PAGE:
Fiat, Chrysler strike deal for full merger


ROME: Fiat last week said it had agreed to buy up the remainder of Chrysler in an historic $3.65-billion deal, paving the way for a full merger that will create a new global auto giant.

Fiat said the long-awaited agreement with its US partner included a $1.75-billion cash payment for the 41-percent stake that has been held by the Veba fund of the US car worker’s union UAW since Chrysler’s bankruptcy procedure.

Fiat chief executive Sergio Marchionne, who is also the head of Chrysler, said in a statement from the company’s headquarters in Turin in northern Italy that the transaction would “go down in the history books.”

“The unified ownership structure will now allow us to fully execute our vision of creating a global automaker that is truly unique,” Marchionne said.

Fiat said it expected the deal to be wrapped up by January 20, completing a process that began in 2009 with the start of Fiat’s partnership with Chrysler following the storm of the global economic crisis and the plunge in US car sales.

Fiat originally took a 20-percent stake in the third-largest US carmaker as part of the company’s bankruptcy. What was originally seen as a risky bet for Fiat—Daimler had failed to turn around Chrysler—has paid off handsomely as Chrysler’s sales are now booming after decades of turbulence and decline. Chrysler’s profits have been keeping Fiat buoyant in recent years amid a deep downturn in Europe, and Marchionne has been steadily expanding Fiat’s stake in Chrysler.

Marchionne’s ambitious goal is to create a new global player in the auto industry with the capital and volume to compete with the likes of Toyota and General Motors.

Fiat said its deal with Veba included a $1.9 billion special distribution payable by Chrysler Group to its members, as well as an additional contribution of $700 million from Chrysler in return for specific trade union commitments on supporting the Fiat-Chrysler alliance.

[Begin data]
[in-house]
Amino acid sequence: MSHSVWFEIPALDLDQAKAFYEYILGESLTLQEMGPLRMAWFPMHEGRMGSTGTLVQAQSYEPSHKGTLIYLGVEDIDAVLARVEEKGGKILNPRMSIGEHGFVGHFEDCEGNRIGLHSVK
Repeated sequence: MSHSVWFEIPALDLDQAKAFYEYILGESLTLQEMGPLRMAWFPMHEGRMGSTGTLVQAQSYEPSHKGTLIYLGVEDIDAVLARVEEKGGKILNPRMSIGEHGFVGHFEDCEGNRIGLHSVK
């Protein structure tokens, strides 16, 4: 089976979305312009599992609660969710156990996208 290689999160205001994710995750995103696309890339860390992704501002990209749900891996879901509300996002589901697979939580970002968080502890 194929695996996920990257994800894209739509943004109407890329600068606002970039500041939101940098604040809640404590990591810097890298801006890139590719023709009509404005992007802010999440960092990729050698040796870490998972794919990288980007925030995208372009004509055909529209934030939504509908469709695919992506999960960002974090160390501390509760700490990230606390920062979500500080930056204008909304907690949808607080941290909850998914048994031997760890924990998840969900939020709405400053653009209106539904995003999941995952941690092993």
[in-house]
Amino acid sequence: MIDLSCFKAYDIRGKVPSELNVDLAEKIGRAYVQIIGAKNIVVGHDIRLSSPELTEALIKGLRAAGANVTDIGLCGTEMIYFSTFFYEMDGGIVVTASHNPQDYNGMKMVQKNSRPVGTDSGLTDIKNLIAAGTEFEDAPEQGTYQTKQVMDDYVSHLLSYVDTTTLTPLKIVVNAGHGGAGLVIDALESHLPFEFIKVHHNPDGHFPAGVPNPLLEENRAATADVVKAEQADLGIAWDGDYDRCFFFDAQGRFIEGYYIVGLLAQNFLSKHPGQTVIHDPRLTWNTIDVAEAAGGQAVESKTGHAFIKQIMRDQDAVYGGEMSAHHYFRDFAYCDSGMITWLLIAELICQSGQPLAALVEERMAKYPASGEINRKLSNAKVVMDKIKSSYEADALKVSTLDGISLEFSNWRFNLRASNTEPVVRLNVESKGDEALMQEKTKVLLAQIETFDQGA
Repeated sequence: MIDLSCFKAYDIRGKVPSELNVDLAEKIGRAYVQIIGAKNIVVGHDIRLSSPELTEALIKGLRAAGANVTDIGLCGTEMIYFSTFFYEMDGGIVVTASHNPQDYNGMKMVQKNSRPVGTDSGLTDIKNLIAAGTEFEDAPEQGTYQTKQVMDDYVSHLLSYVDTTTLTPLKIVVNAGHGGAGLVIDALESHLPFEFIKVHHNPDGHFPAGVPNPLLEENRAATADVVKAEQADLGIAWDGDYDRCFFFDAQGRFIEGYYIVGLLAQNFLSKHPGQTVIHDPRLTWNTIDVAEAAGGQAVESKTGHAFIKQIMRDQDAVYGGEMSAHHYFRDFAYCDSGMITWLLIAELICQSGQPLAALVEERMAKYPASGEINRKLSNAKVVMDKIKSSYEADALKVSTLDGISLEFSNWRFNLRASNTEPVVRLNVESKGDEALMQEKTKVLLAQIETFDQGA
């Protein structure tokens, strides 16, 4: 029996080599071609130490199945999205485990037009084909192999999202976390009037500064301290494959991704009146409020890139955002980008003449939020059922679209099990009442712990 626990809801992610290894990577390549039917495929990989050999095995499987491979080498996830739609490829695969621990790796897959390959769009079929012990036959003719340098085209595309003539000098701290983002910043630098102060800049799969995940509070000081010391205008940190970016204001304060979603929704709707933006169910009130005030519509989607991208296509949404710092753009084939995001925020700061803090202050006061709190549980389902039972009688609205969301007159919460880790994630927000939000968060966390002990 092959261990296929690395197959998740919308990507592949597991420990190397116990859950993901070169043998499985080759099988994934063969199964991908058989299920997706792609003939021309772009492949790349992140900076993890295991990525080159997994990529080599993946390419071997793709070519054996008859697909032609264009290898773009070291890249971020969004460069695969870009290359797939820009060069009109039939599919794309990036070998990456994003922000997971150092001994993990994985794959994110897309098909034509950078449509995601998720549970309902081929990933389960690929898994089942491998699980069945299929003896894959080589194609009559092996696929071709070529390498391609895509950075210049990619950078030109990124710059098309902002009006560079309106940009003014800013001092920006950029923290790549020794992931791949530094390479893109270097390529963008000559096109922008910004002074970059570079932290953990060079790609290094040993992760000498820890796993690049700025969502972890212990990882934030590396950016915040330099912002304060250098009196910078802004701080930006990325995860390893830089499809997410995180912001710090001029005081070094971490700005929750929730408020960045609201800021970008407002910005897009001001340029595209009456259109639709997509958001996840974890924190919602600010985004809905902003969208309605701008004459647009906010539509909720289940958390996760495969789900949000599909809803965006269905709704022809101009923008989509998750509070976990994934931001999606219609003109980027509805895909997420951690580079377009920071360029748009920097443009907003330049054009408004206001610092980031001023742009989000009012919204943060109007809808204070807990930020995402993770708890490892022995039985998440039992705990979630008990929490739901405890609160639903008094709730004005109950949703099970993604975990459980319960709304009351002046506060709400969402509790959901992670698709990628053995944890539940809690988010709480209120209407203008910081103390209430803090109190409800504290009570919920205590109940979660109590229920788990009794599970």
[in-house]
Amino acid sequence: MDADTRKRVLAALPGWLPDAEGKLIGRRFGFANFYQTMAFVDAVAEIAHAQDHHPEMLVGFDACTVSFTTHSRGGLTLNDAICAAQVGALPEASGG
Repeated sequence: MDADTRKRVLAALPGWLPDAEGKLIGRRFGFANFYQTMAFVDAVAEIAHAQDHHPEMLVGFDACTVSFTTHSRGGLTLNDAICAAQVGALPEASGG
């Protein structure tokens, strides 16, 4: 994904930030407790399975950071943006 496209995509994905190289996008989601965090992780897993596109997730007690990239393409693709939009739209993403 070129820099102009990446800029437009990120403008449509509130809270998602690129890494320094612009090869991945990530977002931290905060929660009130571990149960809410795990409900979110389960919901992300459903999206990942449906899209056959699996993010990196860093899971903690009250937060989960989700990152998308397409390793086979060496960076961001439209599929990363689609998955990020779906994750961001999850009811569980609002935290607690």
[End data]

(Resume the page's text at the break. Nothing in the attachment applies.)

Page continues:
“I have been looking forward to this day from the very moment that we were chosen to assist in the rebuilding of a vibrant Chrysler back in 2009,” John Elkann, Fiat’s chairman, said in the statement.

Marchionne added; “In the life of every major organization and its people, there are defining moments that go down in the history books. For Fiat and Chrysler, the agreement just reached with the Veba is clearly one of those moments.”

Italian trade unions hailed the agreement, saying they hoped it meant Fiat would now start investing more in Italy—a key bone of contention that has made Marchionne a hate figure for many unionists who suspect he is planning to move away from operations in Italy.

“It is now crucial that investments begin as soon as possible in the Italian factories as has been announced,” said Ferdinando Uliano of the Fim-Cisl union.

Turin’s mayor, Piero Fassino, said the deal would strengthen Fiat’s role as a global player.

“This is a strategic choice from which we expect positive consequences for Italy and for Turin,” he said.

Fiat employs 197,000 people, including 80,000 in Italy, making it the biggest private sector employer. It was founded in 1899 and flourished during Italy’s post-war economic boom, becoming associated with its late chairman Gianni Agnelli—a fashionable playboy and shrewd tycoon who engineered its international expansion.

Fiat has reflected the downs as well as the ups of Italian industry and it became an important hub of trade union militancy and violent protests in the ’70s and ’80s.

Marchionne was widely credited for the company’s turnaround after taking over as chief executive in 2004 but domestic sales have been hard hit by the economic crisis and he has had repeated run-ins with unions over work conditions.



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